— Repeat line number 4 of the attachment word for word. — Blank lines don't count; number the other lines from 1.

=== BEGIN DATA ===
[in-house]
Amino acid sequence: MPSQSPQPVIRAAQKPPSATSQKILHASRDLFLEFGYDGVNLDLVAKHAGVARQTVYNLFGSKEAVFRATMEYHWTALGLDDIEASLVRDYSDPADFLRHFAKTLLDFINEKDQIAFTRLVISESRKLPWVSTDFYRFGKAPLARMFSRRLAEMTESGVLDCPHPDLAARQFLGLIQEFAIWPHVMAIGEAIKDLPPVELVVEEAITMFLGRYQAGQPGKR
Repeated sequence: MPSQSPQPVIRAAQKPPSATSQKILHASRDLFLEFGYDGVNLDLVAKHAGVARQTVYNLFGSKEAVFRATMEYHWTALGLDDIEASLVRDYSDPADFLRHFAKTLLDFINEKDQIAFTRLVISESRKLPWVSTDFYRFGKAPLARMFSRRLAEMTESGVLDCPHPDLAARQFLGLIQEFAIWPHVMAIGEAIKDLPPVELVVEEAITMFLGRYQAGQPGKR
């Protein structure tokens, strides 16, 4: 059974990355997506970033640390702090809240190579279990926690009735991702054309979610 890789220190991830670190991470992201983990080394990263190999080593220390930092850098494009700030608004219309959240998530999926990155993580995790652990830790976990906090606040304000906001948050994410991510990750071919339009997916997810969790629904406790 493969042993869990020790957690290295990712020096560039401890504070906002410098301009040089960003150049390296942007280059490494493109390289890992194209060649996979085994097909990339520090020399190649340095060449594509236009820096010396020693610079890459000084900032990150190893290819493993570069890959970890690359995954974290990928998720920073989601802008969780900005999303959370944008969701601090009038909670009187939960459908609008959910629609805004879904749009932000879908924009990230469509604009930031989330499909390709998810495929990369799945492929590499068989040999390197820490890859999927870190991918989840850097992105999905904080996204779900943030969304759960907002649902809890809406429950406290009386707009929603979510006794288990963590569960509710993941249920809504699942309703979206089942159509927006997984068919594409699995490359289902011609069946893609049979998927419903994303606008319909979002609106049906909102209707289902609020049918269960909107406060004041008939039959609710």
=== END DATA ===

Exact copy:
């Protein structure tokens, strides 16, 4: 059974990355997506970033640390702090809240190579279990926690009735991702054309979610 890789220190991830670190991470992201983990080394990263190999080593220390930092850098494009700030608004219309959240998530999926990155993580995790652990830790976990906090606040304000906001948050994410991510990750071919339009997916997810969790629904406790 493969042993869990020790957690290295990712020096560039401890504070906002410098301009040089960003150049390296942007280059490494493109390289890992194209060649996979085994097909990339520090020399190649340095060449594509236009820096010396020693610079890459000084900032990150190893290819493993570069890959970890690359995954974290990928998720920073989601802008969780900005999303959370944008969701601090009038909670009187939960459908609008959910629609805004879904749009932000879908924009990230469509604009930031989330499909390709998810495929990369799945492929590499068989040999390197820490890859999927870190991918989840850097992105999905904080996204779900943030969304759960907002649902809890809406429950406290009386707009929603979510006794288990963590569960509710993941249920809504699942309703979206089942159509927006997984068919594409699995490359289902011609069946893609049979998927419903994303606008319909979002609106049906909102209707289902609020049918269960909107406060004041008939039959609710």